Capability-Based Acquisition in the Missile Defense Agency: Independent Research Project
INDUSTRIAL COLL OF THE ARMED FORCES WASHINGTON DC
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Historically, the DOD acquisition process requires more than 10 years to develop and field a new weapon system. It also often produces systems with capabilities that are no longer relevant, and that rely on technology that is obsolete by the time they are fielded. Part of the reason for this seems to a tendency to develop systems that rely on new, unproven technology and a process that establishes specific performance requirements too early in the program cycle. These requirements are then incorporated into an Operational Requirements Document ORD and System Specification spec, which become the focus of the program and the criteria for success. Not surprisingly, the technologies often prove to be more difficult to develop than anticipated, and changes in the world environment often makes many of the requirements irrelevant by the time the system goes into production. Due to the mandate of meeting the thresholds and goals in the System Specification, large amounts of effort are expended on the technology needed to meet the spec, and areas overlooked by the spec are not pursued, even when advances in technology may reduce cost or improve capability. Capability-based acquisition is, at least in part, an attempt to avoid these problems and produce systems with relevant capability and current technology.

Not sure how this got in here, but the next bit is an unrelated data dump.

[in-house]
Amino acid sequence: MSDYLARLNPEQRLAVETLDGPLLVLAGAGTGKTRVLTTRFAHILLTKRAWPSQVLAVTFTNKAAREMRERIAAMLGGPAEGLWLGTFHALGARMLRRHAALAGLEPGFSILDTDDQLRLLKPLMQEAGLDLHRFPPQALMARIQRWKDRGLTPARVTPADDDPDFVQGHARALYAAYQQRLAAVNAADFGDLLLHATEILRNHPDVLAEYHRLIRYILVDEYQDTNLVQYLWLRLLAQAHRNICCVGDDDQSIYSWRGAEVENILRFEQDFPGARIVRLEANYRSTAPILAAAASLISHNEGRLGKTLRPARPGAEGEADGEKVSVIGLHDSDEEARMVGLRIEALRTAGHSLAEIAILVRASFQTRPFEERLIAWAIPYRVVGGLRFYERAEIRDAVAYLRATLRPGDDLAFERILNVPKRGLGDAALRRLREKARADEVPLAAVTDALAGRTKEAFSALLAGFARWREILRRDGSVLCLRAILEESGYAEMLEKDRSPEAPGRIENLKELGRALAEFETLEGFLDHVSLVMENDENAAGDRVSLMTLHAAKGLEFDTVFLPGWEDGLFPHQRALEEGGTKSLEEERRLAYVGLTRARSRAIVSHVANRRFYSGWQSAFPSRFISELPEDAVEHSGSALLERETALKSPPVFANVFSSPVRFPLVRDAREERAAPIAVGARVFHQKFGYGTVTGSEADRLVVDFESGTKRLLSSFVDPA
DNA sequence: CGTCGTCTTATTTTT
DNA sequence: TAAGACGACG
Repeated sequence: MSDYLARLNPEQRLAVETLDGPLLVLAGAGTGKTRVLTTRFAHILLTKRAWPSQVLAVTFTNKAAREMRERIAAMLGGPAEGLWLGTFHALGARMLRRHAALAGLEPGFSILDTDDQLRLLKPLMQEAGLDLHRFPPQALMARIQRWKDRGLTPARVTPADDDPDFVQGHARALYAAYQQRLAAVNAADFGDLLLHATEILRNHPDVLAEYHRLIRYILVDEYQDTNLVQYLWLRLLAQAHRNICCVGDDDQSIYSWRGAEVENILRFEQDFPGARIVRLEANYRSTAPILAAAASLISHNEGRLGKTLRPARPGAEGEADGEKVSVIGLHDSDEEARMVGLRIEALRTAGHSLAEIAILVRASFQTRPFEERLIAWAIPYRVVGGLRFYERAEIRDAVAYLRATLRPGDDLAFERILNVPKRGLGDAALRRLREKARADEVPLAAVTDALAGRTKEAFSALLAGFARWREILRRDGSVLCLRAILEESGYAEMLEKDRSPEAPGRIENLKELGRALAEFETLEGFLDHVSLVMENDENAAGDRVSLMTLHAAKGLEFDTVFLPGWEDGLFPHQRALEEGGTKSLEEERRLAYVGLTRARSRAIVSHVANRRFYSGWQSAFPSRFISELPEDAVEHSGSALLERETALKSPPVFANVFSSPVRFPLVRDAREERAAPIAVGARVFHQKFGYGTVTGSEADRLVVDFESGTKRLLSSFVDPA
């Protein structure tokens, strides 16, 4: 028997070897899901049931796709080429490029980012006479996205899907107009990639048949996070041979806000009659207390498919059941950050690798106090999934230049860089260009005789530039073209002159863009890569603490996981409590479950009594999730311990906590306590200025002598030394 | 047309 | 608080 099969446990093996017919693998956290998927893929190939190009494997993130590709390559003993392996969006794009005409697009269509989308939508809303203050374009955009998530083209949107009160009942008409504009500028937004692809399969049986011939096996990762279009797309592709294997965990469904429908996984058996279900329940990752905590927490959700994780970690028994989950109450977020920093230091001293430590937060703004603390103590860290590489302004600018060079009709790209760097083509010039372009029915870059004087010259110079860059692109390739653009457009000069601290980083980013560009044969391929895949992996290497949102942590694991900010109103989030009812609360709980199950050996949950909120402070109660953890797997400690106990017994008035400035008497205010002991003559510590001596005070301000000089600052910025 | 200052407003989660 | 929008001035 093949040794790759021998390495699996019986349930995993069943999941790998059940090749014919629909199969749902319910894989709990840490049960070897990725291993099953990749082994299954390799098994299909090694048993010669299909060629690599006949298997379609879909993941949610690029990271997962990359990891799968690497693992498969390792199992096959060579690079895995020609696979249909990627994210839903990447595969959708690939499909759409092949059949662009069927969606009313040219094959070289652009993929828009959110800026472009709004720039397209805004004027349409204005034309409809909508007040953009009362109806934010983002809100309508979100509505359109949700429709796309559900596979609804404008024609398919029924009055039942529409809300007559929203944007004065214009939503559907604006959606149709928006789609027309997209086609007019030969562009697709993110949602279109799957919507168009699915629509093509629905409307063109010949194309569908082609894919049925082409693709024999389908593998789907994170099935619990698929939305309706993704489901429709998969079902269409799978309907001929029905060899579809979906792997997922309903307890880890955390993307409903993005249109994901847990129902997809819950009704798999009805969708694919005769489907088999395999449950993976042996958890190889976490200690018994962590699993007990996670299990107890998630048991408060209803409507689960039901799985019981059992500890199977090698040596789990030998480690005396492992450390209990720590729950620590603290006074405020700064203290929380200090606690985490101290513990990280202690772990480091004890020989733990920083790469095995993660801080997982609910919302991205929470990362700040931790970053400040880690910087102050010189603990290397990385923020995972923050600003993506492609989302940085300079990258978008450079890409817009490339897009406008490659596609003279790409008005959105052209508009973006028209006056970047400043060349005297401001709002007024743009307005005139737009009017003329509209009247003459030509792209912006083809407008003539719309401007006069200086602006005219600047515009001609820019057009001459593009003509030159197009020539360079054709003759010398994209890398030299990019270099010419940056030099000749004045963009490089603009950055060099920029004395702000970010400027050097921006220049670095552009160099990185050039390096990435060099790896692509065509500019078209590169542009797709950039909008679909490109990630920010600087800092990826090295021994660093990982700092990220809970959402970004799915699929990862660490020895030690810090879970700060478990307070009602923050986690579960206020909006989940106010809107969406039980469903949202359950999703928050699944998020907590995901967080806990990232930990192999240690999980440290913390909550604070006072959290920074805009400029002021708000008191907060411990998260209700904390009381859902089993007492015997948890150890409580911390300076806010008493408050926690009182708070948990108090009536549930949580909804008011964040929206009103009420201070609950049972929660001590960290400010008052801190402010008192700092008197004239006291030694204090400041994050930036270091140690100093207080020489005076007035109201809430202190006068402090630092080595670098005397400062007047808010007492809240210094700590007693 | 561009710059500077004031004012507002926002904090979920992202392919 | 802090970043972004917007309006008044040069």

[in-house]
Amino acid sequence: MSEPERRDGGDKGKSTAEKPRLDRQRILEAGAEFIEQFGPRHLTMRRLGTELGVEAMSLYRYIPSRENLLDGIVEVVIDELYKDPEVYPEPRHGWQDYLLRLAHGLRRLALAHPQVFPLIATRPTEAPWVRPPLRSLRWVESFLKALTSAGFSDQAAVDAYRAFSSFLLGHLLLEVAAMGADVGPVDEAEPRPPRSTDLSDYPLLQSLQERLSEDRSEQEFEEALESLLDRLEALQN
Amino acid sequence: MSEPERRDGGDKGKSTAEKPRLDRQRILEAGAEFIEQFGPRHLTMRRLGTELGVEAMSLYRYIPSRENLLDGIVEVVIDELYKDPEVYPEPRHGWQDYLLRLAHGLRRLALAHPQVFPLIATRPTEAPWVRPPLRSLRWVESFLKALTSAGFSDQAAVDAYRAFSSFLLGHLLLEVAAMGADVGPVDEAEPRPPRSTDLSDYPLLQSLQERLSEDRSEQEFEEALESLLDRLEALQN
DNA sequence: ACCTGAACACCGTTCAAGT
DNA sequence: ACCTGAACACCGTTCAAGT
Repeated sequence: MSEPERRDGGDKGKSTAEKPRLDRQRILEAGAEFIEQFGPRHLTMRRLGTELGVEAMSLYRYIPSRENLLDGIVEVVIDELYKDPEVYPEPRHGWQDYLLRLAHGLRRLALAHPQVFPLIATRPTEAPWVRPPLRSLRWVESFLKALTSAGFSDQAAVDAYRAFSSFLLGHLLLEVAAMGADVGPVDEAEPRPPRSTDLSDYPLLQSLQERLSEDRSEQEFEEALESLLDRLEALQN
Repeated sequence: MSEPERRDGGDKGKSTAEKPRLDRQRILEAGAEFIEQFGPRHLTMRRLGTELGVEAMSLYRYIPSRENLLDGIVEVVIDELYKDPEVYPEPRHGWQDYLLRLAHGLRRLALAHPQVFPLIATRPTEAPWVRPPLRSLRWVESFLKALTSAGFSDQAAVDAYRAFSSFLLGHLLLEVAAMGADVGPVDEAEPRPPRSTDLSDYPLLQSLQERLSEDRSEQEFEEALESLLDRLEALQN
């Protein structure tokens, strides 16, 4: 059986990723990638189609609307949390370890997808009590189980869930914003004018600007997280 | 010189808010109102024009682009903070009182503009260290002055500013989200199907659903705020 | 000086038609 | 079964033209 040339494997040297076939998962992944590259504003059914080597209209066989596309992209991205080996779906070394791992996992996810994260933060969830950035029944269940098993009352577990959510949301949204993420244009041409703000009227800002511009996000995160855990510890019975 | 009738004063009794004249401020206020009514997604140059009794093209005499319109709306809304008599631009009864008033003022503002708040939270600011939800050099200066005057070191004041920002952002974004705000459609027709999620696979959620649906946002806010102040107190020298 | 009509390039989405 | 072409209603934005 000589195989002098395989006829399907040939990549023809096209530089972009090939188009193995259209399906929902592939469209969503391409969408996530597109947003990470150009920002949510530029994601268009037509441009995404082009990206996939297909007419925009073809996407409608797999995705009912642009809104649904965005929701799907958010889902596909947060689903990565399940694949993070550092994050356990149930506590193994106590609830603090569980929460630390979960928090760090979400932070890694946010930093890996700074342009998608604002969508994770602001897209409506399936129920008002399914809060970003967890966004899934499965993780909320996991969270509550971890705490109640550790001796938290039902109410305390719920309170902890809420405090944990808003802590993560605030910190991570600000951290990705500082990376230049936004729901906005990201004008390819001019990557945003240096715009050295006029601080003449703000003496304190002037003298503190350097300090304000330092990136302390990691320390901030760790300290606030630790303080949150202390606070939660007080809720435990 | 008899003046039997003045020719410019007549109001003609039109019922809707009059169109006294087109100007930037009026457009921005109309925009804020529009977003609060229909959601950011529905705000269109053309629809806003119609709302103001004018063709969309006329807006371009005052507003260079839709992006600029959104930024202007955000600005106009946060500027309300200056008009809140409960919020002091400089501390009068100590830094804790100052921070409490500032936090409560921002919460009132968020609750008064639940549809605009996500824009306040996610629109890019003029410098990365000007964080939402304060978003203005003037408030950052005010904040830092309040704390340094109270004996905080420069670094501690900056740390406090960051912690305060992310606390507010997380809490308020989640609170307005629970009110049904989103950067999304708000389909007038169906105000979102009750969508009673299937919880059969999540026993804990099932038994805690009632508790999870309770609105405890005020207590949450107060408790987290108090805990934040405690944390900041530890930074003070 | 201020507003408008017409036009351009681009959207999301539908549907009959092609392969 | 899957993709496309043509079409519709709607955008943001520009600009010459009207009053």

- Military Forces and Organizations
- Guided Missiles